The arms race for high-tech materials and highly engineered mechanisms in knives hasn’t slowed much. But, thankfully, some of those goodies are making their way into models that won’t crush the debit card. And three cheers for the continued collaborations between high-end custom knifemakers and commercial brands. The gulf between off-the-shelf and truly custom knives continues to narrow. That’s good for everyone.

Helle Arv
Helle Arv | BUY IT NOW Helle

I’ve always loved the lines of the Norwegian knifemaker’s inimitable blades, but most Helle knives felt a little fat in my small, weak hands. Enter the Arv, Helle’s newest fixed-blade beauty. It has all the hallmarks of a Helle, with a 3½-inch triple-laminated steel blade with a slight drop point, and a handle of stacked bone, leather, and curly maple. But the handle definitely has a slimmer profile, and I think it’s the best-looking Helle out there. It comes with a great leather sheath to boot. $169;

White River Firecraft Series
White River Firecraft Series White River Knives

This family-operated outfit from Michigan builds a pile of lovely knives—except for the ones built to chop and hack their way out of nasty survival situations. These knives are all brawn. Designed for serious survival situations, the Firecraft Series of full-tang knives is ground from S30V steel with a stonewashed tone. The canvas Micarta handles have plenty of texture for working in wet, slick conditions, unlike many Micarta handles with paper or other laminating components. The Firecraft goes multi-tool with a stainless-steel fire-bow divot set into the handle, and a sharpened ferro-rod striker notch on the top spine. Nice. It comes in three lengths: 4-, 5-, and who-you-calling-boy? 7-inch blades. $240–$320;

Spyderco SpydieChef
Spyderco SpydieChef | BUY IT NOW Spyderco

It’s not a cooking knife, although its roots are in the culinary blades of European knifemaker Marcin Slysz. But this is an all-around EDC folder, with the translated lines of a chef’s knife and all the high-tech Spyderco could cram into the package. The 3.32-inch blade has a full flat grind, and is built of LC200N steel, the next-step-up from the company’s wildly popular Salt series of highly corrosion-resistant nitrogen steels. You can easily hose out innards thanks to two open-back titanium scales, and slash with abandon thanks to a Chris Reeve-designed lock mechanism. If you like to kill stuff and cook stuff, here’s your one-stop shop, a wicked celery dicer and backstrap removal tool wrapped in a pocketknife. $330;

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Buck 110 Auto

In the “jump back, Jack” category, we have the iconic, stately, brass-bolstered Buck 110 getting the cutlery world’s version of a Holley high-rise intake. Yep—the gentlemanly 110 goes push-button automatic. It still carries the same clip-point blade of 420 high-carbon steel that’s been a hunt-camp fixture since 1964, along with a Macassar Ebony handle and its beloved parenthesis of high-gloss brass bolsters. But press the handle button and the rabbit jumps out of the hat—3¾ inches of perhaps the most recognizable knife steel in the world flicks out like a rattler’s tongue. $200;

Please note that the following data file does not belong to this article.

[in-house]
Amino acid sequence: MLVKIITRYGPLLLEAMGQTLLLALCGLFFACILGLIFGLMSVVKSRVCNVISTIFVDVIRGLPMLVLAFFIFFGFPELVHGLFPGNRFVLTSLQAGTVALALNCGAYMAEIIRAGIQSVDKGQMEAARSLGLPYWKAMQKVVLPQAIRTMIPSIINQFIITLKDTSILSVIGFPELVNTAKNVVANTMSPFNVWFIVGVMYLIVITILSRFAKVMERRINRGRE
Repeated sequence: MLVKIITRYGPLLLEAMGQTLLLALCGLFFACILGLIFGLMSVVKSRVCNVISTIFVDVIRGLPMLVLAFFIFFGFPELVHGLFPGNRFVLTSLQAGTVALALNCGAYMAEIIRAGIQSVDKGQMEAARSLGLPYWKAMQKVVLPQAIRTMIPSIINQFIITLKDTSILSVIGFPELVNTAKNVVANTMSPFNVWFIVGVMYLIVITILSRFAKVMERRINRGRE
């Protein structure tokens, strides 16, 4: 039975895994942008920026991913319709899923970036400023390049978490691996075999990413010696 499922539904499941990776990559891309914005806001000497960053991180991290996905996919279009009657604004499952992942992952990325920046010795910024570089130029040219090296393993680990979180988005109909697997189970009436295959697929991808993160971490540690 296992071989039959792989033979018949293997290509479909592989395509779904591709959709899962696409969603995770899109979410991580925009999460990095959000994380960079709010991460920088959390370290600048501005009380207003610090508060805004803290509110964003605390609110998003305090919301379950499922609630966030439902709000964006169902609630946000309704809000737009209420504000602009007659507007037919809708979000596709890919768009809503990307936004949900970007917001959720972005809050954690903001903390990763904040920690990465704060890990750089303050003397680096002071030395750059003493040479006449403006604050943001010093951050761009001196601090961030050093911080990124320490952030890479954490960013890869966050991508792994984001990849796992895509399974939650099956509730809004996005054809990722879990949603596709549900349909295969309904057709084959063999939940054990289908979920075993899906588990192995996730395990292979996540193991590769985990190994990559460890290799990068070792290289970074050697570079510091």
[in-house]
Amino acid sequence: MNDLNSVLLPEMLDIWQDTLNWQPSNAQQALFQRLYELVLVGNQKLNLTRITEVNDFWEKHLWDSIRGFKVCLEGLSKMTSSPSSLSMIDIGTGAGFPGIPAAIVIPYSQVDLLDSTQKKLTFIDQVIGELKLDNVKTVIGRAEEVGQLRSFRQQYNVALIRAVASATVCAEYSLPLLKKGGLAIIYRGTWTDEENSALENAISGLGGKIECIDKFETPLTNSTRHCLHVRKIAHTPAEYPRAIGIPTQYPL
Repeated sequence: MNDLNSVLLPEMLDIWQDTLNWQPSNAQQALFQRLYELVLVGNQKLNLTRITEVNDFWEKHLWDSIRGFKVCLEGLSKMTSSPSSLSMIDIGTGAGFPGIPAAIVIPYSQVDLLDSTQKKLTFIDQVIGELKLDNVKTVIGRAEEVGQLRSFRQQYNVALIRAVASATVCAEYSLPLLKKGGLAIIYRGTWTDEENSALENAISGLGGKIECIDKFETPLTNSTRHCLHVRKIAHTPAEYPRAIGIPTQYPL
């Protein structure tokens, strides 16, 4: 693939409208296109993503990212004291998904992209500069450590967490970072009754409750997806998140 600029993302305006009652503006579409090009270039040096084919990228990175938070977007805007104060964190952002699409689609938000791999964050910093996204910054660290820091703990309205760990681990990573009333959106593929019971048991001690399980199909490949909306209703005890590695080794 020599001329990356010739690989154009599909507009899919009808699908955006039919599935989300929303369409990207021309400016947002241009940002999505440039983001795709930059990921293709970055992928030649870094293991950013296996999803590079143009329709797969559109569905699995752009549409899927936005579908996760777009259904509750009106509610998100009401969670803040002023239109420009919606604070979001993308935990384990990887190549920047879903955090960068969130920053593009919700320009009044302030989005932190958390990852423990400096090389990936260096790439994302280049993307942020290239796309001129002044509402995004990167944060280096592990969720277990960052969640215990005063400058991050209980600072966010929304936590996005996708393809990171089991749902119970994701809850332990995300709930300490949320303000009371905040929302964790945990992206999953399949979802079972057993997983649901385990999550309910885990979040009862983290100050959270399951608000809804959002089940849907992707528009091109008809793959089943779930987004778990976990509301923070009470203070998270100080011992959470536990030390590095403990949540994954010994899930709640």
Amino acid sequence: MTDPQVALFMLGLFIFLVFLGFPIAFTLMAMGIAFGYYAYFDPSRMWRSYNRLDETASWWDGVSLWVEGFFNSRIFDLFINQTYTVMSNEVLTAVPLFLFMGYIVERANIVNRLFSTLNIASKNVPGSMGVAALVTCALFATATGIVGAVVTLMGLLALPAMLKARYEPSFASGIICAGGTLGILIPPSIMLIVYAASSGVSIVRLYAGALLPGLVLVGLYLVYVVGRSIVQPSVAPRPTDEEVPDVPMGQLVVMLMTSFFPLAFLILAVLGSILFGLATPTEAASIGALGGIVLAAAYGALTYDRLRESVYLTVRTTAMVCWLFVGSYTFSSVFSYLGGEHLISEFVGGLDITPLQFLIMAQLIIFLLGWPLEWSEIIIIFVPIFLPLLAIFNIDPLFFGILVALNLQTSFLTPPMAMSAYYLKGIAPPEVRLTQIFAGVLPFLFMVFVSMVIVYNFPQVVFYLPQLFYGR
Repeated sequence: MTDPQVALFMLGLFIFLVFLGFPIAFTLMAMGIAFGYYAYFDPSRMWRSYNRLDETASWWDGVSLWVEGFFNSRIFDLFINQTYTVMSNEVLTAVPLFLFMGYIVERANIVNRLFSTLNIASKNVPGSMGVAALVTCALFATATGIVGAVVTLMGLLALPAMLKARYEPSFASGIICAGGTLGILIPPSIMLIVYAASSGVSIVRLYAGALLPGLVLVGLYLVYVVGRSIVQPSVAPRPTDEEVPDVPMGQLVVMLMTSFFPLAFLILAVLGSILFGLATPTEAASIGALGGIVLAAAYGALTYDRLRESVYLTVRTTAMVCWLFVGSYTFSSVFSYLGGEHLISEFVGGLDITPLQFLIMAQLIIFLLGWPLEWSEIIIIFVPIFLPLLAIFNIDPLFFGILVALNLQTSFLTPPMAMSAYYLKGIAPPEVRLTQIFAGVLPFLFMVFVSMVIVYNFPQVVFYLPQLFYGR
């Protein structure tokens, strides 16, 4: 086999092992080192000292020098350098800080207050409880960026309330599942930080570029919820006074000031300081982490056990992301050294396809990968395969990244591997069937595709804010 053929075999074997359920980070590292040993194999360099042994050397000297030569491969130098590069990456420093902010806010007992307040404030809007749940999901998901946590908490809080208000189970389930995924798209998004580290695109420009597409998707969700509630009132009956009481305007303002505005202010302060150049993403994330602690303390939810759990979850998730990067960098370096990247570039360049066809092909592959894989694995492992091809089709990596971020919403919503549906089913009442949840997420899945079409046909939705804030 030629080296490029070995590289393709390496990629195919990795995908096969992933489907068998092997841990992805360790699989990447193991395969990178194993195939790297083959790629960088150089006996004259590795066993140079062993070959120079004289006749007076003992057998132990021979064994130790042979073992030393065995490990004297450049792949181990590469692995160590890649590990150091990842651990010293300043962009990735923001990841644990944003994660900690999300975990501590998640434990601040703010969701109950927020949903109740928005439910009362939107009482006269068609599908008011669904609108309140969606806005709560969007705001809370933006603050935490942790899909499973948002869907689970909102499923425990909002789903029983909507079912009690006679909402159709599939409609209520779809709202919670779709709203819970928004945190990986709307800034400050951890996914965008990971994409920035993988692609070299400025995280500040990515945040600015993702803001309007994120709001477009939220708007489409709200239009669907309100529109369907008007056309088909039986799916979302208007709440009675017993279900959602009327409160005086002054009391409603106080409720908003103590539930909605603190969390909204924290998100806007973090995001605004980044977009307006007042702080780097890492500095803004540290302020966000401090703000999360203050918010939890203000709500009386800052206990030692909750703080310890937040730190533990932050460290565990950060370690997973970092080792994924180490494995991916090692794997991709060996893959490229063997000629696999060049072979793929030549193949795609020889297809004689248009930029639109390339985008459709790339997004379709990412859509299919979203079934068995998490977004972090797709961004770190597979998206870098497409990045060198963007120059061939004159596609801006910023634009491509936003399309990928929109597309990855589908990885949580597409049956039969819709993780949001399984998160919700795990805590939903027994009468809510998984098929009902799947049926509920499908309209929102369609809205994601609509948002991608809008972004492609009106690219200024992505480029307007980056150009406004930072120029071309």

CRKT/Ruger Signature Knives Hollow Point
CRKT/Ruger Signature Knives Hollow Point | BUY IT NOW CRKT/Ruger

This collaboration between CRKT, Ruger, and the renowned designer Ken Onion takes the cake in the simple, useful, sweet-little-knife category. The upswept blade isn’t overly swoopy, with enough skinning belly and a sharp point that’s still strong enough to hold up to serious work. The 8Cr13MoV steel is hardened to Rockwell 58-59, so you don’t have to have a metallurgy degree to sharpen it, and the dual opening action, with both a thumb stud and flipper design, is nicely sleek. In two sizes, with a reversible pocket clip. A lot of choices, and not a lot of money. $69 and $79;

Zero Tolerance 0460
Zero Tolerance 0460 | BUY IT NOW Zero Tolerance

It’s never easy to pick one ZT knife, but I just breasted out 10 Canada geese, and I was thinking about this little piece of sweetness the whole time. The 2.3-ounce ergonomic flipper has a nicely curved carbon-fiber and graphite handle, a 3.25-inch blade of S35VN steel, and a high flat grind, with just a smidge of give to the blade. A two-toned satin and stone-washed finish gives the knife a Maserati feel. It might not have been designed as the ultimate bird and trout knife, but it’s destined to be just that. $225;

Benchmade 560 Freek
Benchmade 560 Freek | BUY IT NOW Benchmade

When Benchmade described this knife as part of its customer-value offerings, I wondered how much top-shelf Benchmade quality would filter down. A lot, it turns out. The 3.6-inch blade is made of premium stainless CPM-S30V steel, and the knife locks tight with the proven AXIS lock from the brand’s high-end folders. I love the high-bevel grind for great slicing and the jimped thumb ramp for precision cuts. Much of the cost savings comes from choosing a dual-rubberized handle layup instead of materials stolen from NASA. But, honestly, it gives the knife the kind of feel you want when it’s dark-thirty and you’re elbow-deep in a deer. Winner. $130;